It is still early to include this element in investment strategy. Global jobs recovery gains track and intervention and financing rates will remain very low for a long time, more than commonly assumed. Estimates on timing are more and more complex but without inflation signs BoE and/or Fed aren’t likely to take steps before late 2015.
Market is seldom as confused and affected by few crucial problems as now. Last two years’ advances (in 2012 summer Spanish 10-year bond yield was over 7%, for instance) disorient investors and make key factors seem finished. Even geostrategic risks (Ukraine, Iraq) have lost influence in a market that willingly comes to terms with whatever. Major risks involve probable rate rises in the UK and the US, perhaps in that order, and hypothetical deflation in the EZ. Rates will eventually go up and discussion goes about the timing. However deflation is not bound to take place.
ECB significantly reduced this risk in June. The market assumes both BoE and Fed will start to rise rate in 1Q15, after the tapering is done in October, but Bankinter sees a high probability of a slower pace. The risk of mistake of the central bank taking the first step is be huge, as it could spoil the recovery of the economy it is accountable for. Therefore, motives can’t be just preventive but sound and reactive to correct a clear, serious risk. Today inflation concerns lack enough importance in the UK (+1.5%) and the US (2.1%) to prompt a change of path, at least provided employment doesn’t improve and there are no wages tensions. In the meantime EZ gets concerned about deflation but analysts questions the materializing chances.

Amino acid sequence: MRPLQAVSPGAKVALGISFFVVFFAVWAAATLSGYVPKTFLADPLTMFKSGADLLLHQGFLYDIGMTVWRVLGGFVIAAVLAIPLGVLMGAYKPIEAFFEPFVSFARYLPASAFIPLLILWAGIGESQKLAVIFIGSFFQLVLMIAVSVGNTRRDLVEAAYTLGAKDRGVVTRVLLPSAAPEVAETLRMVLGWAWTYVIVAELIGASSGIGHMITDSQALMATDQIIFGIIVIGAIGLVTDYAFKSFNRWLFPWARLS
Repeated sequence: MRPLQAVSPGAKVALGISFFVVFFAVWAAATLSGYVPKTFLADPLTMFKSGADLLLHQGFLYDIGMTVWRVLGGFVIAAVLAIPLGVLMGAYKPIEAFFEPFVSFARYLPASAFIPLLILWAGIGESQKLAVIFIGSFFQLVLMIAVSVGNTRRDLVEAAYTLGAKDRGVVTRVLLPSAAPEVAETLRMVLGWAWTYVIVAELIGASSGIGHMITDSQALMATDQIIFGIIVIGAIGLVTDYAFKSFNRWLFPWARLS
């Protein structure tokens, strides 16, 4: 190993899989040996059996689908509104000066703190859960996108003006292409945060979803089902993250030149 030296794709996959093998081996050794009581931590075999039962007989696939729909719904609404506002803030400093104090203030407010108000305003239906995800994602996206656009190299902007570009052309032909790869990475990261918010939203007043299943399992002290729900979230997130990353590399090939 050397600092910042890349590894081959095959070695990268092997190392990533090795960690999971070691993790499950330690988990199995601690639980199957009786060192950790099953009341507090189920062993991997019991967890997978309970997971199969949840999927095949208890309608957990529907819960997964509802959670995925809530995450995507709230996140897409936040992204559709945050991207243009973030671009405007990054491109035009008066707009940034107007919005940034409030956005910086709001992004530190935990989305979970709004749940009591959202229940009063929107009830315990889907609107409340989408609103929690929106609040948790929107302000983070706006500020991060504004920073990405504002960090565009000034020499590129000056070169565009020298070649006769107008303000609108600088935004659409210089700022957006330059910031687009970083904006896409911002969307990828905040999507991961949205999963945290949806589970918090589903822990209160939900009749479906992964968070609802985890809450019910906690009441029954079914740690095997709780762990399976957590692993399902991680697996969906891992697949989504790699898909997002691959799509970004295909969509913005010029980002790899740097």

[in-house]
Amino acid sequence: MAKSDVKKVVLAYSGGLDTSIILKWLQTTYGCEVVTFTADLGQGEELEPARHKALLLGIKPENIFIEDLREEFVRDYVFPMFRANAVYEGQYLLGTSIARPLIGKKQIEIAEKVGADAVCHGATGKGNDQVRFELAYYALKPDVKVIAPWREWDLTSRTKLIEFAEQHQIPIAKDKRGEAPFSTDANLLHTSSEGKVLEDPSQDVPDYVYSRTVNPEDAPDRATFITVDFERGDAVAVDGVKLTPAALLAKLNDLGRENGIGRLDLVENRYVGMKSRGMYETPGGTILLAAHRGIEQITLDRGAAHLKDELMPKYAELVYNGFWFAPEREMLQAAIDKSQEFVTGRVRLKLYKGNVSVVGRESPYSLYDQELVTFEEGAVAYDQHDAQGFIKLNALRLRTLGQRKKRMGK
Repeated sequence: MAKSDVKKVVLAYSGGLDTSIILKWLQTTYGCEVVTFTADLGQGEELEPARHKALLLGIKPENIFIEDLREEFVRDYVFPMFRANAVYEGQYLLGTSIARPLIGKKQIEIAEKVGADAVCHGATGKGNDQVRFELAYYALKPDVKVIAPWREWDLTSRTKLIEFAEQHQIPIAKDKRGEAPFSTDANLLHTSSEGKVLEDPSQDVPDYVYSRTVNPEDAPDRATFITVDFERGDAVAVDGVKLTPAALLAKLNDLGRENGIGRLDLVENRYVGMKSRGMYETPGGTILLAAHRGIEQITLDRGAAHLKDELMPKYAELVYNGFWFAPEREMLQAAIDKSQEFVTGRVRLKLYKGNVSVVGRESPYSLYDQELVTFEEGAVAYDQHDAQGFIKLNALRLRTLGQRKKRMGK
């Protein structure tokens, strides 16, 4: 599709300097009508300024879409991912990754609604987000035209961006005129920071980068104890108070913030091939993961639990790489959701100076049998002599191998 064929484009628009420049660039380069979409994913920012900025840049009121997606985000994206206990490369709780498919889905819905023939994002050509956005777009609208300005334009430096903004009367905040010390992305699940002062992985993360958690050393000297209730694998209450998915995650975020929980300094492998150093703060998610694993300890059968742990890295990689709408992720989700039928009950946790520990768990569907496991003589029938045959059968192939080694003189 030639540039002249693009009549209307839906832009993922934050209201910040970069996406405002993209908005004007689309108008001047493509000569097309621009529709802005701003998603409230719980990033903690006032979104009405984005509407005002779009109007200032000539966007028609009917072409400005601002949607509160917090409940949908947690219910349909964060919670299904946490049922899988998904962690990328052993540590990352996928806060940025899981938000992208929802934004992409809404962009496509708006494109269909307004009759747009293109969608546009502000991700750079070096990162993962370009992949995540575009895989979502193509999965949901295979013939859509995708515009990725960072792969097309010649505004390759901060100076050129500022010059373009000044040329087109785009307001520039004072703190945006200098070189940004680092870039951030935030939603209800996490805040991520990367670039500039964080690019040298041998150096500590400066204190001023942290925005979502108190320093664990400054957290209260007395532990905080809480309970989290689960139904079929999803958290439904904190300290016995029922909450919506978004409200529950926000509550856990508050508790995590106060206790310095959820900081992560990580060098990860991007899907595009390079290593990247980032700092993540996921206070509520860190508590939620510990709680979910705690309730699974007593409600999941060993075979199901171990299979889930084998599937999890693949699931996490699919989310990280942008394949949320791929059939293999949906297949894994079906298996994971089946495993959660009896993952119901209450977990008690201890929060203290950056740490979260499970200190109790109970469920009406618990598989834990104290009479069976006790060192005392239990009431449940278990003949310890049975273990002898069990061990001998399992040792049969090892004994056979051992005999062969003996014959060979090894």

Where does Bankinter move its opinion and what is its forecast for the upcoming months? GDP prospects for EMU, the UK, India and, slightly, China are upgraded whereas the USA gets it downgraded due to cold snap in December/January although remains the main power. Brazil increasingly rise concerns and is also downgraded. The only positive exemptions in the emerging economies are Mexico and India. Long term rates (10-year bond as reference) will boost in Germany and the USA less than expected by analysts and will drop more than foreseen for European periphery. Spanish 10-year bond could cut down yield to 2.20% in 2015 vs. 2.70% at previous estimate. The main problem in current bond prices is possible future inflation, seemingly omitted. Financing will have be more reachable at lower costs thanks to ECB action. All this issues will foster economic growth, encourage profits and rise companies’ values.
In this context, stock markets will move forward less aggresively, but will keep stable in medium term view. Potentials will be attractive, up to 50%! Industry, oil, utilities and European banks are the sectors analysts are betting for. Most importantly, they recommend to work on identifying concrete names rather than acting in line with generic recommendations (sectors, countries…). The context has become more demanding.
As for currencies, the yen depreciation might me slower but Bankinter finds a 140/150 range reasonable whereas the euro could gradually go back to 1.30/1.35.